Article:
That Wild Inside of Dana Michel’s “Mercurial George”
By Ikechukwu Casmir Onyewuenyi
To begin, let’s cut to the end of Mercurial George (2016), the skittish dance-meets-performance piece from Canadian choreographer, Dana Michel. At the denouement, Michel traverses, several times over, the perimeter of the Experimental Theater at Abrons. Her clunky, heavy-footed steps appear labored, trudging along in syncopated steps that stress the contours of the space. At the same time, this jagged ambling is equal parts revelatory given the narrative arc of Michel fumbling about the stage, prostrate, in disjointed fits for much of the performance. Mind you, there were other moments besides the ending where Michel is upright: Around the midway point, Michel—complete with a fascinator, faux fur coat, squeeze horn, and bag of bread—snakes about with braggart affectation to Moondog’s triumphant timpani work in Stamping Ground (1969). However, this upturn in fortune is seemingly stalled at the end of the performance: Michel’s swank one-two parade turns into an explicitly recursive movement that hugs the marginal extremes. If we meditate on where Michel walks, as well as the manner, what do we make of said steps that mimic a merry-go-round? Do we read Michel’s circular closure as transformation or habit, progression or regression? Rather than fixate on one or the other, Michel’s schizoid showing in Mercurial George is as much about the square peg in a round hole as it is about how we recognize—and reckon with—differentiation within repetition that operates outside the knowable, in a quiet place other than public and private.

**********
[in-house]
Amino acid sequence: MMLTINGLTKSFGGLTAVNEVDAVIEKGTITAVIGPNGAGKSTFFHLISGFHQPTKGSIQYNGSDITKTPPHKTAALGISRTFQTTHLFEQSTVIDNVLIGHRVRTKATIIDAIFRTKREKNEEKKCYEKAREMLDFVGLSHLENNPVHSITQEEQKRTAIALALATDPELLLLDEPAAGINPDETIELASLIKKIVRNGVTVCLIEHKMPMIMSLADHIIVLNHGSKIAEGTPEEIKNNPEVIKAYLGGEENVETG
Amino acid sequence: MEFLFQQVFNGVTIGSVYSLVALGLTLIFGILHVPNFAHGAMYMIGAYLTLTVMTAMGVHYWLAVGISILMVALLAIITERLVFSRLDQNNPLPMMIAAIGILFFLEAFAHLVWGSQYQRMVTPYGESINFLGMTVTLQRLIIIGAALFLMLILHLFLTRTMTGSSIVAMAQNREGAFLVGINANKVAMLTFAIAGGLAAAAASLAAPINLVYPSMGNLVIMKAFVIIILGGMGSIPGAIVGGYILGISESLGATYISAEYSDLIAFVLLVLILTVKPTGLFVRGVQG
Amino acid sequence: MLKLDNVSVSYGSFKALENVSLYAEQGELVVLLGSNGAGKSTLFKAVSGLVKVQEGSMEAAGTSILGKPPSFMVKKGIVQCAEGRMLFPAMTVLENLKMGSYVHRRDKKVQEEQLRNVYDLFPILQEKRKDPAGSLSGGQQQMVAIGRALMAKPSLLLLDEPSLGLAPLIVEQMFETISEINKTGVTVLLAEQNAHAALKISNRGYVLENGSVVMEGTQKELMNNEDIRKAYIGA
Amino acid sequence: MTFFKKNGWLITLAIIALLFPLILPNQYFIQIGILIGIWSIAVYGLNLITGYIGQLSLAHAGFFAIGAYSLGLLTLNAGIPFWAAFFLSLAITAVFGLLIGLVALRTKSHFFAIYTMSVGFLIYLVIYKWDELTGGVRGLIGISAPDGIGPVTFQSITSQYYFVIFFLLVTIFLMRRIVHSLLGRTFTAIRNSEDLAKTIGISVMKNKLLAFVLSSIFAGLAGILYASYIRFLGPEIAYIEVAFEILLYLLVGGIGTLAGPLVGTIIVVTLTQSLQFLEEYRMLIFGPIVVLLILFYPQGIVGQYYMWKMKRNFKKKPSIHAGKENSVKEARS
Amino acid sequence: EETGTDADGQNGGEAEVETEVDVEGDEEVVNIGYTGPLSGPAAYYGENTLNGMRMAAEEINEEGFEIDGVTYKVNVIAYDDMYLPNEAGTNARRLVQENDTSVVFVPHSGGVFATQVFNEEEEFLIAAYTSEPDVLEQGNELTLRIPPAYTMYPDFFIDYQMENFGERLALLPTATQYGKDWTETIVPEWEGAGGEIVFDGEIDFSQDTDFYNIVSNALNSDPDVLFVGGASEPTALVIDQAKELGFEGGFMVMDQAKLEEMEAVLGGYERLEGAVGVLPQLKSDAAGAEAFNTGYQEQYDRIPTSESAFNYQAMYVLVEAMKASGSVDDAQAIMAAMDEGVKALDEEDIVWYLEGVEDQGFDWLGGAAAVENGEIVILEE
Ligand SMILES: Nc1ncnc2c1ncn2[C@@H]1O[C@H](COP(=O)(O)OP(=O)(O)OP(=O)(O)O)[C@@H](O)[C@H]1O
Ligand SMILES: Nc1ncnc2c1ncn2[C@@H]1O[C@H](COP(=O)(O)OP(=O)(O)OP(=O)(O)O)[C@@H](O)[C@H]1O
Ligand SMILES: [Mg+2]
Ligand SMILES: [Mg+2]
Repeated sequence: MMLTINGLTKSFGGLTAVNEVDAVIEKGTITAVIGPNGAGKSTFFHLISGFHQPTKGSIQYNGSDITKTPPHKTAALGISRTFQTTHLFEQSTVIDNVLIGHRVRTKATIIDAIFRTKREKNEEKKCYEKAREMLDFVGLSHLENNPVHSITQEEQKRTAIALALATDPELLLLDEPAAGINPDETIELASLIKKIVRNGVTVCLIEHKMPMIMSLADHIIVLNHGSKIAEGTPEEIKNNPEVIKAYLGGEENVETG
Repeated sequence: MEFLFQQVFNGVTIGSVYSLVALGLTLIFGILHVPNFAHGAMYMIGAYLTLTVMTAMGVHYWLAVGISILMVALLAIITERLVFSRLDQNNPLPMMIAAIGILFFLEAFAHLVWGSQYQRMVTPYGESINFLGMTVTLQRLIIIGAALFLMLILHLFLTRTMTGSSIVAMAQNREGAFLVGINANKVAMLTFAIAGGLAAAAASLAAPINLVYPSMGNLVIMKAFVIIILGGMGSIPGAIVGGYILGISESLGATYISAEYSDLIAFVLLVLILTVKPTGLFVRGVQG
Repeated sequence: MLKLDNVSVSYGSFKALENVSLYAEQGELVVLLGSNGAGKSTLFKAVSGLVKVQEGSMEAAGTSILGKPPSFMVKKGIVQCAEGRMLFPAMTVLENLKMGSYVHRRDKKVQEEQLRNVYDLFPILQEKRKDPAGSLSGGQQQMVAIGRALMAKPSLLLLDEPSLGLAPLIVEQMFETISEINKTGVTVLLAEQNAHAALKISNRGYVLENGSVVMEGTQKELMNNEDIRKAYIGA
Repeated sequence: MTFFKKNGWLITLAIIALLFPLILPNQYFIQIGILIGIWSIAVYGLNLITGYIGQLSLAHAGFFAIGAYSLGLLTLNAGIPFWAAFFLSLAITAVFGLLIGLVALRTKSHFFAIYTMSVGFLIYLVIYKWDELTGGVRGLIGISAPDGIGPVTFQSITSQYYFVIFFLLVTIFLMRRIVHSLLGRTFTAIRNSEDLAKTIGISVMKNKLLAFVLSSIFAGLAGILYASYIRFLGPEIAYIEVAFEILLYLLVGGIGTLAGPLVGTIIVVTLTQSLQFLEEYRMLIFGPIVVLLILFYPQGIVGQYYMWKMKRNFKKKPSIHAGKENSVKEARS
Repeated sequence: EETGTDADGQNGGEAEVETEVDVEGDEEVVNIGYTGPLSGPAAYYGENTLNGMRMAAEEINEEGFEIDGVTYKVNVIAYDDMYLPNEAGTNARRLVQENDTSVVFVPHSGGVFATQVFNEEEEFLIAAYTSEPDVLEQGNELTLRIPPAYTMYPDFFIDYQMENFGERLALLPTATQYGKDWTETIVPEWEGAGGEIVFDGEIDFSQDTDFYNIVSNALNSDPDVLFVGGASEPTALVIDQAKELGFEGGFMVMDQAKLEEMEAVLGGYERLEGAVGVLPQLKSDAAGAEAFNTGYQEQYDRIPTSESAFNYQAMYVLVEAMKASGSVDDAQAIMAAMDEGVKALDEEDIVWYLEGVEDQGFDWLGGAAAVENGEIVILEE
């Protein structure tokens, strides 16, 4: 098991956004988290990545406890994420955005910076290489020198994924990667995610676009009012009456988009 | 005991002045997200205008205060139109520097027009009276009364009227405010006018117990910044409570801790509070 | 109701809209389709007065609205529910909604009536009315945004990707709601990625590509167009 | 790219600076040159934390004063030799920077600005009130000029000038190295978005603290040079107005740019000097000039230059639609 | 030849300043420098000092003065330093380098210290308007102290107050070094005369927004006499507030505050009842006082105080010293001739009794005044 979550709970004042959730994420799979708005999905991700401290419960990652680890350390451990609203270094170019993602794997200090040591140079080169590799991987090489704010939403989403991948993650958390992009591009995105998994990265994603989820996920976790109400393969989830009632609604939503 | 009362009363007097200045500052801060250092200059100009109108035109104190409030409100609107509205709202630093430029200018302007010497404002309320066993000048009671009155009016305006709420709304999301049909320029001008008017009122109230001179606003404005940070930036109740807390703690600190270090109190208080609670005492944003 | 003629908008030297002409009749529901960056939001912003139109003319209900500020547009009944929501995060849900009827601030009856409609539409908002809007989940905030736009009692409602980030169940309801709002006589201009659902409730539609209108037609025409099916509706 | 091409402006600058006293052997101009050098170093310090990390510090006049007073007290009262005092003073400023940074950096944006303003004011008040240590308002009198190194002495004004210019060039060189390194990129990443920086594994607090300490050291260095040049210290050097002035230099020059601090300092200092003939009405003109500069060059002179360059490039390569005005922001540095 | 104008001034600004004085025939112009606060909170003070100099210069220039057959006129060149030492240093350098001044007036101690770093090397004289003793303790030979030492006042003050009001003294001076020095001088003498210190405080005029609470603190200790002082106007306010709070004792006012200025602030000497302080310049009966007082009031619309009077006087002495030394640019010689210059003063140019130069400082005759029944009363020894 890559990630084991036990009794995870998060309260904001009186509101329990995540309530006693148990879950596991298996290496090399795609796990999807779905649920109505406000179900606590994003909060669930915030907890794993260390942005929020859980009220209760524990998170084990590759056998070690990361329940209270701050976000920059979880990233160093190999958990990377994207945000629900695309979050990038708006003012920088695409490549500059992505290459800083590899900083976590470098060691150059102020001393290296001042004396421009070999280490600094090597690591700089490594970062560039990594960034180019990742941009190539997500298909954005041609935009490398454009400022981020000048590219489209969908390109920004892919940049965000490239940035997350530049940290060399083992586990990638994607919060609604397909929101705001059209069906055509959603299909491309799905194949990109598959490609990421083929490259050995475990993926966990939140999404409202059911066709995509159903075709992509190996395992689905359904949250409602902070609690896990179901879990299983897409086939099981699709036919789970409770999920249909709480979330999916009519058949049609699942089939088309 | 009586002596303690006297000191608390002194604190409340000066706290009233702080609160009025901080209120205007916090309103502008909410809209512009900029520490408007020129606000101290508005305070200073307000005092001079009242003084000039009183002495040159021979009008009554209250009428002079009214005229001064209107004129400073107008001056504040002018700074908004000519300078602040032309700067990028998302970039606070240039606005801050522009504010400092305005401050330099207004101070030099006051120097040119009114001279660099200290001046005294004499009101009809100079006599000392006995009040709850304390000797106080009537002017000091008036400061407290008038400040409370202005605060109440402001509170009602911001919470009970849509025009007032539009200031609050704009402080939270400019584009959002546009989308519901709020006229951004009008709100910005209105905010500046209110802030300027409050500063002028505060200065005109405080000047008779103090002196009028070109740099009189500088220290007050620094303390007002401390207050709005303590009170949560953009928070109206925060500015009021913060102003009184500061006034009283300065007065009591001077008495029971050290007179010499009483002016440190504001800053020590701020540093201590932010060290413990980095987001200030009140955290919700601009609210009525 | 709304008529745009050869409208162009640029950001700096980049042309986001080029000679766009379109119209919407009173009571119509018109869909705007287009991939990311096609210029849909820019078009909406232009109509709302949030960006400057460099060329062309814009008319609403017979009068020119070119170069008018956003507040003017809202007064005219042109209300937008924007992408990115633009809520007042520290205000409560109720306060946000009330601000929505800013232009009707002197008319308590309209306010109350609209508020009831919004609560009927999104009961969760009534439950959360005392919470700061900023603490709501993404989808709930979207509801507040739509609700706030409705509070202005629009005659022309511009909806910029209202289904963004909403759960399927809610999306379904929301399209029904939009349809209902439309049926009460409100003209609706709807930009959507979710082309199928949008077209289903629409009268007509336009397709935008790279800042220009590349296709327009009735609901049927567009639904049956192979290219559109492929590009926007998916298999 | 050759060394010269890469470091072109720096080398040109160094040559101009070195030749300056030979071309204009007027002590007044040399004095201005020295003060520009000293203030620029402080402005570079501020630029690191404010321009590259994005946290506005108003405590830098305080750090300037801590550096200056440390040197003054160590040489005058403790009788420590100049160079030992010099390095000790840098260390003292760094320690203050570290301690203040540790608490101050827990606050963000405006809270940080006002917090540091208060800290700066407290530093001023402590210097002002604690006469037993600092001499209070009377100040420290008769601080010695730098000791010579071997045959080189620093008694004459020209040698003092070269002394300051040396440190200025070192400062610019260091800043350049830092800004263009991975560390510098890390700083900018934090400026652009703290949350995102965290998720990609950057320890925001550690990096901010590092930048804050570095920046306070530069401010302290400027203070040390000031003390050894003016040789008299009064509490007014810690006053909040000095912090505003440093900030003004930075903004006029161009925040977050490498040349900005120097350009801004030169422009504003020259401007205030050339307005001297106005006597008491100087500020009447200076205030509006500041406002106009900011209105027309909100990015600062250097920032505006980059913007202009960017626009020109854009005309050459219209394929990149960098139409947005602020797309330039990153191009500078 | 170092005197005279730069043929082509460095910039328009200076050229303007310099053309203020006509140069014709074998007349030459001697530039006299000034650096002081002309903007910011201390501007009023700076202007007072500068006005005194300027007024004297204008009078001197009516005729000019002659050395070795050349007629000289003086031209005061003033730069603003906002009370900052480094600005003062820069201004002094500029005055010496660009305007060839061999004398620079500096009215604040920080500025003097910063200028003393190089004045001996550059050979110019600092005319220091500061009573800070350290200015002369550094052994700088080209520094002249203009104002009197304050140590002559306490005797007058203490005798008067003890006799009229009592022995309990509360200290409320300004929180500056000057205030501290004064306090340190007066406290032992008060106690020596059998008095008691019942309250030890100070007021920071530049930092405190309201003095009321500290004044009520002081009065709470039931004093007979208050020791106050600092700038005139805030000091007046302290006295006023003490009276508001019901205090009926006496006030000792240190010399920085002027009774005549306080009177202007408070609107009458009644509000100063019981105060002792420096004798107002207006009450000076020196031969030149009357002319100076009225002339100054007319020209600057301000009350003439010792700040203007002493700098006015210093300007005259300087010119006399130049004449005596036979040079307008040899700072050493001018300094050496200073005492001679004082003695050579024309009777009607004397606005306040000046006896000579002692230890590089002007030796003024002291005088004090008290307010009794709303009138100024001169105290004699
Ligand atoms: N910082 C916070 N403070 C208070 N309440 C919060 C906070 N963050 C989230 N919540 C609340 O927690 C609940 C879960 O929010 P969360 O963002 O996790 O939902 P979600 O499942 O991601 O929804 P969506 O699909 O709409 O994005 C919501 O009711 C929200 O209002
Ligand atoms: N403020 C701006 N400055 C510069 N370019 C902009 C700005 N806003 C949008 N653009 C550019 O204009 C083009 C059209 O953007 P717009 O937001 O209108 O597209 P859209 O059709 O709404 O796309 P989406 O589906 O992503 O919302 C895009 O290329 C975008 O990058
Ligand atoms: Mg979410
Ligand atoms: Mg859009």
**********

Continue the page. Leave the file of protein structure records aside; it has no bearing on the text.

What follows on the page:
What is knowable, on instant, is that Michel’s performing persona exists in a strangely ordered delirium. Scattered across the dingy stage are a litany of objects—bags, empty or filled with rice, microphones, a black privacy shelter, turquoise colored dough, toys, cups, saucers and other kitchen utensils. By standard conventions, this scene registers as formless, a haphazard amalgam of trivial items. Animating this and that, Michel produces a territorial maelstrom—a junkyard somewhat akin to Robert Morris’ Untitled (Scattered Piece) (1968-69)—that flirts with disorder, but of a sensible kind. In one instance, Michel struggles to enter a black plastic bag, burrowing its expanse for knickknacks: A microphone emerges; soon after, a rice bag is stabbed, with grains spraying everywhere on the stage; and before her Moondog-assisted grandstanding, a bare-breasted Michel sits within this mess, goggles on, and takes a moment to engage in an indecipherable soliloquy. Her words here are inchoate, notably palilailic, and, at times, inaudible despite an interrogation-like spotlight shining square on her face. Random as it may seem, there is a self-indulgent quietness here: Michel speaks on her time; she maintains minimal, if not zero, eye contact with the audience; and the moments when we do catch glimpses of her face, it happens to be a photograph perched atop her makeshift crown-cum-fascinator. From this repetition of faces to her aphasic speech, Michel enters into a performance of disability, albeit one that sidesteps medical discourses that regard disabled bodies based on limits rather than capacities.3 Add to that, the affective hold emanating from Michel’s disabled mannerisms isn’t one of paternalistic care, pity or even fear. Instead, questions abound like why these objects? Who is this character? How do we get into their inner sanctum fantastic with motion? For Michel, all this intimates at a black interior operating “beyond the public face of stereotype and limited imagination.” More or less, disability was her blackness, her body, her imaginary, all navigated on her terms.